Yangshuo Massage Menu

After lunch, we decided to get a massage for dessert. Look at these prices... for 2 HOUR massages. Divide by 7.75 and that's the US rate. I can afford a $10 massage! The 5 of us were just silent in the massage parlour. Nobody said a word; it was just too good. Portland had been traveling for nearly 5 months, coming from Vietnam, Cambodia and Laos most recently – and a foot massage was long overdue.

Yangshuo Portland 7th Heaven

Here's a shot with Portland. 2 hours later and in a higher level of relaxation, we took them to the same cafe yesterday. Walking over there was pure bliss. I've never had a foot massage b/c I know it can be painful, but they seriously turned my feet into pillows. An hour later, we said bye to Portland and we were off to our next thing.

Yangshuo Street Market

I love to cook and I'll even do it on my vacation. We signed up for the Yangshuo Cooking School, which we found online a few months ago. Bob, tell them what they get! For only 100 RMB, a van will pick you up, take you to see the local market, teach you how to cook 5 Yangshuo favorites, eat the 5 things you cooked, admire the stellar view of the karst peaks during sunset AND take you back home. Nice! The following are shots from the market tour.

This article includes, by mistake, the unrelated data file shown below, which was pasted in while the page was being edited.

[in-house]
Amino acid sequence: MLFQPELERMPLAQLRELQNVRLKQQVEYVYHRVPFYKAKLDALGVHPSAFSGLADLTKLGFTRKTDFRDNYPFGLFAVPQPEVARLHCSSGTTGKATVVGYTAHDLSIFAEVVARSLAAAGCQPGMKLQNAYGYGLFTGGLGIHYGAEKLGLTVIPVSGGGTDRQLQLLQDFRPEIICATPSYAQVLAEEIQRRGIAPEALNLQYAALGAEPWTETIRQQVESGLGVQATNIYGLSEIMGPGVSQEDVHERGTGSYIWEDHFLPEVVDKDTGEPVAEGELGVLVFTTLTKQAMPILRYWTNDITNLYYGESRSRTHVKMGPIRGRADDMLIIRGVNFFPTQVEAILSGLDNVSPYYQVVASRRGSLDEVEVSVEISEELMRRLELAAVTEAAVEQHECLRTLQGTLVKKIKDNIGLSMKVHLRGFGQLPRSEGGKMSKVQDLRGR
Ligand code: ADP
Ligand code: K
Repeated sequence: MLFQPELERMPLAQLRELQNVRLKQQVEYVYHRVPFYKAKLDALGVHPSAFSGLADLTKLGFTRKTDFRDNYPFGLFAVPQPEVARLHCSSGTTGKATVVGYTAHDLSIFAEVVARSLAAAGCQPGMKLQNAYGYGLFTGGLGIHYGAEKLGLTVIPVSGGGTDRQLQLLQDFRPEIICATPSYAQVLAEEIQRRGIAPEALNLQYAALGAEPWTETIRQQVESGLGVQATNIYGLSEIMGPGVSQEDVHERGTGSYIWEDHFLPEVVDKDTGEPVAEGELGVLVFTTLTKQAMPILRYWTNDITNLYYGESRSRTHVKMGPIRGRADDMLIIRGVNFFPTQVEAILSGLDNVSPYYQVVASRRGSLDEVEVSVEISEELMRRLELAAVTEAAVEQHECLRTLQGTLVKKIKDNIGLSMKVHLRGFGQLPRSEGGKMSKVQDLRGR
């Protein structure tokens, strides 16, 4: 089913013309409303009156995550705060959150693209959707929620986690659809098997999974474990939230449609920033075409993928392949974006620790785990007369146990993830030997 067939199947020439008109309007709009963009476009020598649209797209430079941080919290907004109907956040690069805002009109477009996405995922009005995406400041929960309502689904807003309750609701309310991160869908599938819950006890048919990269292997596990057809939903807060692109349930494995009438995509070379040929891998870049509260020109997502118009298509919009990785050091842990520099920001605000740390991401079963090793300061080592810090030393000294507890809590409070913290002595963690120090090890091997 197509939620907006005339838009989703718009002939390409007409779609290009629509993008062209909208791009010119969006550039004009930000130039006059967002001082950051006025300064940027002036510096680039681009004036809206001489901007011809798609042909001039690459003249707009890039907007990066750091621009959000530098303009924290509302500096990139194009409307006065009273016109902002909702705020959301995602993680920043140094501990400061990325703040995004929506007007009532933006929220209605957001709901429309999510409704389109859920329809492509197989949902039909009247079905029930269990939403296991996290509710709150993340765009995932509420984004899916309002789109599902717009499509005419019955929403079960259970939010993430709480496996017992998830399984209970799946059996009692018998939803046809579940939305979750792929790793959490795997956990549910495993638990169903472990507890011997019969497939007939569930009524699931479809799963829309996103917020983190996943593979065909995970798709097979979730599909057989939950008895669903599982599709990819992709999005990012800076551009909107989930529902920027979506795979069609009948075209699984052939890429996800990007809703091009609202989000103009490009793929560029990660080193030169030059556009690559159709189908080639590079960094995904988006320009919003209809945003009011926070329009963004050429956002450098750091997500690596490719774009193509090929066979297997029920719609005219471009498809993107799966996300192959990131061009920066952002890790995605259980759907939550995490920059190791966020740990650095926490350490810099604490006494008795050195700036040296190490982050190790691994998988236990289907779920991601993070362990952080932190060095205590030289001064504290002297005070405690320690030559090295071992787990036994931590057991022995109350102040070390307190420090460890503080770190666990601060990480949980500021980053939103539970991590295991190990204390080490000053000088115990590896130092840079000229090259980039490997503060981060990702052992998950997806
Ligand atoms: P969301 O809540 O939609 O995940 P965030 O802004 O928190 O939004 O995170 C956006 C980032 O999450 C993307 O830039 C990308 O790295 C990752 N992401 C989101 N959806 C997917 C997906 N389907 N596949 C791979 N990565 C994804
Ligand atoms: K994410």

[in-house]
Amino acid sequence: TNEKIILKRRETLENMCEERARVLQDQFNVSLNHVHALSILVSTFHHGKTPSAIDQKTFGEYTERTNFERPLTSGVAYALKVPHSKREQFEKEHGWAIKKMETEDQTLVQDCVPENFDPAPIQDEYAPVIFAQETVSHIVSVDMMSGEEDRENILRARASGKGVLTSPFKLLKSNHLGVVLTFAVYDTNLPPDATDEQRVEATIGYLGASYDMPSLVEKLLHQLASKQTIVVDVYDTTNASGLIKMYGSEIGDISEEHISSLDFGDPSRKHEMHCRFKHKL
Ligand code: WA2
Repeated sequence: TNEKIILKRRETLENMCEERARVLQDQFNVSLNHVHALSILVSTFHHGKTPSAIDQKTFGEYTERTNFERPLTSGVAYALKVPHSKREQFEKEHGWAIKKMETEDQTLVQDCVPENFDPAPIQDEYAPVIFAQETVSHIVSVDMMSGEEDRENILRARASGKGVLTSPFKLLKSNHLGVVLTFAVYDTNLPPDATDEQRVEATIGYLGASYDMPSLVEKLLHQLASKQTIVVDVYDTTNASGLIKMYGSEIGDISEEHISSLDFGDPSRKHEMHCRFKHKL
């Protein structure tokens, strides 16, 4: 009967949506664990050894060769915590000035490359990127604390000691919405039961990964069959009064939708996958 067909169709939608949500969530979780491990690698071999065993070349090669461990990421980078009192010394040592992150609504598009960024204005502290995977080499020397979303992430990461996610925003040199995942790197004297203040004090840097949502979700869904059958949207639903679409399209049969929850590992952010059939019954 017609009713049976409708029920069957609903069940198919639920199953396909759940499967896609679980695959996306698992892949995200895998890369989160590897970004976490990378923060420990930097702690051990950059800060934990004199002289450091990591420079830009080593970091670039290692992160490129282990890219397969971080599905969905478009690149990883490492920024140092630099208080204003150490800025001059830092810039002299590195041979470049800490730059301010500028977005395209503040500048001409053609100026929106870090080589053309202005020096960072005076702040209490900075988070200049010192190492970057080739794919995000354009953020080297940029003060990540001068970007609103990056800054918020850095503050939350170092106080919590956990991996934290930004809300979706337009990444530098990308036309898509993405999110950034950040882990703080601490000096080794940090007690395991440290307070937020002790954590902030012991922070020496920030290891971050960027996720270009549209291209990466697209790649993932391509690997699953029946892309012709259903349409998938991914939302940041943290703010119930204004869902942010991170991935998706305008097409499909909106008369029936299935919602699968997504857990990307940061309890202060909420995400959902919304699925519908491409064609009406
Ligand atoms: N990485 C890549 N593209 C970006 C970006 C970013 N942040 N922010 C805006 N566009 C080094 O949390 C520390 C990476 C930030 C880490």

Yangshuo BBQ at the Market

Yangshuo Tofu

This lady was totally dozing off. I don't blame her because the heat here was intense. I was just waiting for her to take a face dive into the tofu sheet. Look at the beautiful fresh tofu.

Yangshuo Chickens

Chickens were everywhere. So was the smell of an incense used to burn off the odor of freshly killed meat. It smelled like the anti-mosquito stuff you use while camping.

Yangshuo Pigeons

I think I might have a new favorite bird. I didn't eat pigeon here in Yangshuo, but I did a few days earlier in Macau. I had it served like roasted duck. The pigeon meat does taste like duck but is definitely not as fatty as duck; neither is the skin. Not a bad way to get rid of the rats of the sky.

Yangshuo Clay Eggs

These are similar to the 'thousand year old eggs' called 'pi dan', only they are buried in clay/mud for long periods of time.

Yangshuo Cleavers